Skip to Main Content

From Middle Devonian times, the continental Old Red Sandstone Basin in NorthEast Greenland has accumulated more than 8 km of mainly coarse clastic sediments. These sediments have been studied for more than 100 yr, and they became world famous prior to the Second World War for the discovery of the earliest four-legged vertebrates, the tetrapods later assigned to the genus Ichthyostega. Basin initiation in East Greenland was caused mainly by extensional collapse of an overthickened Caledonian crustal welt accommodated by SE-NW–oriented dip-slip faulting and, subordinately, by N-S–oriented sinistral wrench faulting due to late Caledonian shear displacements along plate boundaries. Four main tectonostratigraphic basin stages have been recognized in the succession. The stages of basin development are separated by subregional to basinwide unconformities and represent depositional episodes punctuated by major tectonic events. Each basin stage is built up of one or several depositional complexes that share roughly similar drainage patterns, measured on a basinwide scale. The four basin stages indicate initial eastward drainage, followed by southward drainage, northward drainage, and finally southwestward drainage.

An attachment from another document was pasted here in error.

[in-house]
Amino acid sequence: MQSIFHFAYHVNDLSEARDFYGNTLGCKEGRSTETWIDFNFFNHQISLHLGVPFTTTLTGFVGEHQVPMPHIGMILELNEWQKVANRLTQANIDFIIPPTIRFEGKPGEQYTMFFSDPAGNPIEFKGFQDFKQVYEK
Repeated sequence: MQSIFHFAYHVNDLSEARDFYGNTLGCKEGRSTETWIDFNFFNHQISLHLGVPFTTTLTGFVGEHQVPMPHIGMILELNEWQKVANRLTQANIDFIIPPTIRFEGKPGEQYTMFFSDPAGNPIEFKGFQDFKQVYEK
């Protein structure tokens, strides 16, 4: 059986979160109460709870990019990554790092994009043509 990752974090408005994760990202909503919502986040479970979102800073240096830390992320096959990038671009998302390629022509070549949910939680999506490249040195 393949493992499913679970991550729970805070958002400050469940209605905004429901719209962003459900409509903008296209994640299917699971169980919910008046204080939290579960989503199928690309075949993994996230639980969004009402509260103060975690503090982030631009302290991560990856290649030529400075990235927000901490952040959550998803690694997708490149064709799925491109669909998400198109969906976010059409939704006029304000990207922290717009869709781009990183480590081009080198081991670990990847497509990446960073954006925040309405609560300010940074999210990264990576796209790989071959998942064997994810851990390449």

In this paper, we review previous research on the dynamics of Devonian basin initiation, its filling, and the tectonic and climatic controls on sedimentary processes. The successive vertebrate faunal assemblages of the different basin stages are also reviewed, with some consideration of the preservational, ecological, and wider faunal contexts of the components of those faunas. Some remaining problems of correlation and precise dating are noted, and suggestions are made for further work.

You do not currently have access to this chapter.

Figures & Tables

Contents

References

Related

Citing Books via

Close Modal
This Feature Is Available To Subscribers Only

Sign In or Create an Account

Close Modal
Close Modal